Northwest Marine Ironworks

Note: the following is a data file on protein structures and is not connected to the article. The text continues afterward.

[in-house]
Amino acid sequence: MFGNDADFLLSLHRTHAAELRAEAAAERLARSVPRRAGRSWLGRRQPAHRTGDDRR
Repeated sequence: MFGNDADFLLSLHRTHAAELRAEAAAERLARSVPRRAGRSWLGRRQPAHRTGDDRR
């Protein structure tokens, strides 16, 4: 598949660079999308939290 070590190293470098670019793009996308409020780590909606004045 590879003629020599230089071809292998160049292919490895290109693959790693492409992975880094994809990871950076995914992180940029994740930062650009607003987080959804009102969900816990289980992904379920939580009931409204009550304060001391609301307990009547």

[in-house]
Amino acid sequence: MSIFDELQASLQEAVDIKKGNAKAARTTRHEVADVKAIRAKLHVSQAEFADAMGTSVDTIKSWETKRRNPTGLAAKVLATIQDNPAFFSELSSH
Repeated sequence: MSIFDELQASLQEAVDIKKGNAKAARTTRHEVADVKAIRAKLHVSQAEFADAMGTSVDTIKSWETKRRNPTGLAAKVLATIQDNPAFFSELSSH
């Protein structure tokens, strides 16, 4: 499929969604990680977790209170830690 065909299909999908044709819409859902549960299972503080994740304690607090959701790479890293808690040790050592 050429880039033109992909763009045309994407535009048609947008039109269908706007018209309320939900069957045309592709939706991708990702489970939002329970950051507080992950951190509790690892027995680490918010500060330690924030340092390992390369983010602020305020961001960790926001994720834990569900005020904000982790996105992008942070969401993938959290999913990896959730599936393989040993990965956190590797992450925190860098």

Northwest Marine Ironworks, a shipyard in Oregon, repairs and rebuilds vessels primarily for small to medium-sized commercial ships. During the Second World War, Northwest commissioned many naval utilities and auxiliaries, later becoming known as one of the main marine iron producers in the state. The shipyard employs a variety of workers including plant workers, supervisors, dock workers, union officers and technical men. Those who worked at the plant before modern safety standards were implemented often saw exposure to hazardous materials, such as asbestos. Asbestos was commonly used in the insulation of pipes and electrical wires and gaskets before the 1970s. It was also frequently used in the manufacturing of tiles and iron coatings that were used at Northwest Marine Ironworks. The inhalation of asbestos fibers can lead to a handful of health problems, including mesothelioma. Due to the frequency of asbestos-related illnesses found in former shipyard employees, judgments against facilities such as Northwest Marine Ironworks have become commonplace. Furthermore, mesothelioma, a disease commonly seen in employees of shipyards, is often fatal when caught at a late stage. Those who have neglected to inform their doctor of previous contact with asbestos are often left without treatment options once the condition has fully developed. Most shipyard employees that have contracted asbestos-related illnesses have been electricians and plumbers, as these professionals worked most directly with the pipes and wires insulated by asbestos materials. However, some employees who did not directly handle asbestos have also been diagnosed with the condition. It is the inhalation, not the handling, of asbestos fibers that leads to mesothelioma and other asbestos-related conditions. Occasionally, family members who did not even work at the shipyard have been diagnosed with mesothelioma, as the asbestos fibers can attach themselves to clothes, skin and hair. Some studies from as far back as the 1880s reveal that asbestos was a very dangerous material, but the ship building and repair industry was slow to change its safety regulations. This led to thousands of people being needlessly exposed to the harmful effects of asbestos products. Although asbestos was ultimately banned by the United States government in 1991, the negative consequences resulting from asbestos inhalation continue to this day. The most common symptoms of mesothelioma are shortness of breath and chest pain due to respiratory ailment.